The gold standard in cancer detection has always been tissue biopsy. But the procedure is invasive, time-consuming, and often painful or stressful for patients. More significantly, its efficacy is often limited: cancer cells may not be present in biopsied areas, and early-stage cancers may be undetectable or easily missed.
Liquid biopsy is a non-invasive alternative. It is merely a simple blood draw which is then examined and tested for cellular changes. It is easy to perform in a primary care setting and much less stressful for patients.
Changes in cells can be detected far sooner than conventional imaging and biopsy tests, which means an earlier diagnosis for the patient. The quick test eliminates the need for long waiting times, so treatment can begin sooner, resulting in a much better prognosis for the patient.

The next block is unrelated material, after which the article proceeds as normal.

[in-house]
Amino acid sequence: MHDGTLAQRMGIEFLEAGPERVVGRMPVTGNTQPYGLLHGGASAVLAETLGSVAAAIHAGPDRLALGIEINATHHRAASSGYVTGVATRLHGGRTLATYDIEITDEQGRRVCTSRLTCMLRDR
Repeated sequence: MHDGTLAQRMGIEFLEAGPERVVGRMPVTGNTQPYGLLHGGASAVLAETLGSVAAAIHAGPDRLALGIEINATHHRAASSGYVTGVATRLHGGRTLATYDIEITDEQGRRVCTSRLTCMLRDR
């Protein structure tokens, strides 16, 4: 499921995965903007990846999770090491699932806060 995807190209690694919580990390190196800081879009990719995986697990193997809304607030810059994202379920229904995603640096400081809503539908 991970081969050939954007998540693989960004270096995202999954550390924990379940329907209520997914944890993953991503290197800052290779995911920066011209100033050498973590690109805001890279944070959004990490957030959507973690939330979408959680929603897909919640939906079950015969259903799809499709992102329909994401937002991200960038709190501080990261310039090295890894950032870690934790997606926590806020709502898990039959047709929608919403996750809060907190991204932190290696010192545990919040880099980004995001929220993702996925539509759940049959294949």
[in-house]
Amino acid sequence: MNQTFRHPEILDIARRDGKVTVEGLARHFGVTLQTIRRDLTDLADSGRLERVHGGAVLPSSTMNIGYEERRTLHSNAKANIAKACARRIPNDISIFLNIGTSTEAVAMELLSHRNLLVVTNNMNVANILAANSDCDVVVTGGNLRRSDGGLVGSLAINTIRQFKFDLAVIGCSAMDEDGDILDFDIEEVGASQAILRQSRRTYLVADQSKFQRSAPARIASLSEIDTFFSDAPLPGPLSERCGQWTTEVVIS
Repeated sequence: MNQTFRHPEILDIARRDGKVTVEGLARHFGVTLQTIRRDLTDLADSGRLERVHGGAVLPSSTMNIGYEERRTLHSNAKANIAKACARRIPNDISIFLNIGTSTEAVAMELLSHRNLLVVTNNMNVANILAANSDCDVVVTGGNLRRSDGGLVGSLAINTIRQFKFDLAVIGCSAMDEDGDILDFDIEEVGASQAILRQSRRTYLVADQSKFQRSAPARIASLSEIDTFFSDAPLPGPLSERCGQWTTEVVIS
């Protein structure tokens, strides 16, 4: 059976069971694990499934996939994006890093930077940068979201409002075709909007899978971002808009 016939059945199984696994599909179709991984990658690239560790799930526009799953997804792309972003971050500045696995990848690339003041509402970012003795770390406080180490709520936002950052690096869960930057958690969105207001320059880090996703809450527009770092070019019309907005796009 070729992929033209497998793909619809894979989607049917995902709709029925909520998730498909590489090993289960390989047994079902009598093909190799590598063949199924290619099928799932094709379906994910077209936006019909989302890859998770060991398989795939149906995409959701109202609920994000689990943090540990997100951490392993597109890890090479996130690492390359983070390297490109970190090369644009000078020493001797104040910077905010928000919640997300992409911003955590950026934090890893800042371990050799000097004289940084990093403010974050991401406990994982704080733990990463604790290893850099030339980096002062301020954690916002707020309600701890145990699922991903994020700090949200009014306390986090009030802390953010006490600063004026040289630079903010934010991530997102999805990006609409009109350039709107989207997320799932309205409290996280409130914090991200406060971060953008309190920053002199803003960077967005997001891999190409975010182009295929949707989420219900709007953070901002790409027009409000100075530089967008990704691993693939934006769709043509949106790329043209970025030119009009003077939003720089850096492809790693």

Unlike tissue biopsies, where changes in tumours over time mean results may not reflect the current status of the disease, liquid biopsy provides real-time information on the disease stage. This helps to identify the type of treatment that is likely to be most effective for the patient and track treatment response and disease progression with greater accuracy. Liquid biopsy tests are already in use in the NHS but are limited to certain cancer types.
With PanTum Detect, we now have the world’s first blood test for the early detection of all cancers. It’s the new gold standard for cancer diagnosis.
“The analysis of tumours using biomarkers in blood is beginning to transform cancer diagnosis. The challenge now is to make liquid biopsy a standard clinical tool.”
– Catherine Alix-Panabières, cancer cell biologist at the University Medical Centre of Montpellier, France
Our whitepaper outlines the latest developments in liquid biopsy technology; specifically how liquid biopsy in the form of the ground-breaking PanTum Detect test – the first universal cancer diagnostic blood test – could solve some of the biggest problems in cancer care and transform cancer diagnostic services on a long-term, sustainable basis.
Alix-Panabières C, The Future of Liquid Biopsy, Nature, 25 March 2020, https://www.nature.com/articles/d41586-020-00844-5